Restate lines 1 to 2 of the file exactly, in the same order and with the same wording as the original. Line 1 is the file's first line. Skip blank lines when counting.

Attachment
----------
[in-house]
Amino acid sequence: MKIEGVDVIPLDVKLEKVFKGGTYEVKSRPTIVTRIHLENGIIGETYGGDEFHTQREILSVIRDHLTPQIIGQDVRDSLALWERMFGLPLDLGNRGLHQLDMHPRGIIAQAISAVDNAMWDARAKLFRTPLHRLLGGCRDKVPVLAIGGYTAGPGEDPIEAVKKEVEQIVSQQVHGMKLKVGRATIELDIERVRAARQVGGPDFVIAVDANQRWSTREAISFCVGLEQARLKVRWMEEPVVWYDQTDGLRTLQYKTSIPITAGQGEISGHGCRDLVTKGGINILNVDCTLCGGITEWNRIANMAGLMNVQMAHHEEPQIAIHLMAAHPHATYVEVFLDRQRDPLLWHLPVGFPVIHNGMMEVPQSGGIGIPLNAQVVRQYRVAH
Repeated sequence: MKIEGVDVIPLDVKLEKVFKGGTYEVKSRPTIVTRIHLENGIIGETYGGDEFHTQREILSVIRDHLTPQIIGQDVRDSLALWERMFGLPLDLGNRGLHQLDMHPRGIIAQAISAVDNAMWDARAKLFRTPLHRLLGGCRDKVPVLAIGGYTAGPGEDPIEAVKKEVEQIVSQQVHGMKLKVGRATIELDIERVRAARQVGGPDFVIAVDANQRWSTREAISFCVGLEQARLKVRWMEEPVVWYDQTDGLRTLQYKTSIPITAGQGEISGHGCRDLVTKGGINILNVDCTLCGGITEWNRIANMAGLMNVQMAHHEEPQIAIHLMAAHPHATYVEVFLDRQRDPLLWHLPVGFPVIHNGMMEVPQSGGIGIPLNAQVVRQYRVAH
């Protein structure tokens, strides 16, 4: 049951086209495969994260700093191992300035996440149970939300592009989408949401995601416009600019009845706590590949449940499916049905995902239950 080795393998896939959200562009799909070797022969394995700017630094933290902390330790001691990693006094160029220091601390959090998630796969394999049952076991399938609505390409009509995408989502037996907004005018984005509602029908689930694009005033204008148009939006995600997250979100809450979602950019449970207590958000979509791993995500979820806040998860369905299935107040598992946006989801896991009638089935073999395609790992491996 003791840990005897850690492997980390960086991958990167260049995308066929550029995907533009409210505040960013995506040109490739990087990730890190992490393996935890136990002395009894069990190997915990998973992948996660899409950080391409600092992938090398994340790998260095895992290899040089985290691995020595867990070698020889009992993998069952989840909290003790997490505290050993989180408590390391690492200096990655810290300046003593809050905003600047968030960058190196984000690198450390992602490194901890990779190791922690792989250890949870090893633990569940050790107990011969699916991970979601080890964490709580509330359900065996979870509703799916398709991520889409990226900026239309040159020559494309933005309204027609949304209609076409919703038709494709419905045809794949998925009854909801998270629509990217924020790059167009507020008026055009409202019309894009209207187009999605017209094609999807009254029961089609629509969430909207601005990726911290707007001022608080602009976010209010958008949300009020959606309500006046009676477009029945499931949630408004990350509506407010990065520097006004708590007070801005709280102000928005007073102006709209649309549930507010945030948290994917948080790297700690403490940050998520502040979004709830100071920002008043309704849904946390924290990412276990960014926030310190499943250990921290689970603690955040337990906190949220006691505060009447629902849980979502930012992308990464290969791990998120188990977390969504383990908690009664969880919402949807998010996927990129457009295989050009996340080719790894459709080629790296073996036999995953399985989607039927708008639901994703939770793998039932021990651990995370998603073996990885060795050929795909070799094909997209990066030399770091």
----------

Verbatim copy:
[in-house]
Amino acid sequence: MKIEGVDVIPLDVKLEKVFKGGTYEVKSRPTIVTRIHLENGIIGETYGGDEFHTQREILSVIRDHLTPQIIGQDVRDSLALWERMFGLPLDLGNRGLHQLDMHPRGIIAQAISAVDNAMWDARAKLFRTPLHRLLGGCRDKVPVLAIGGYTAGPGEDPIEAVKKEVEQIVSQQVHGMKLKVGRATIELDIERVRAARQVGGPDFVIAVDANQRWSTREAISFCVGLEQARLKVRWMEEPVVWYDQTDGLRTLQYKTSIPITAGQGEISGHGCRDLVTKGGINILNVDCTLCGGITEWNRIANMAGLMNVQMAHHEEPQIAIHLMAAHPHATYVEVFLDRQRDPLLWHLPVGFPVIHNGMMEVPQSGGIGIPLNAQVVRQYRVAH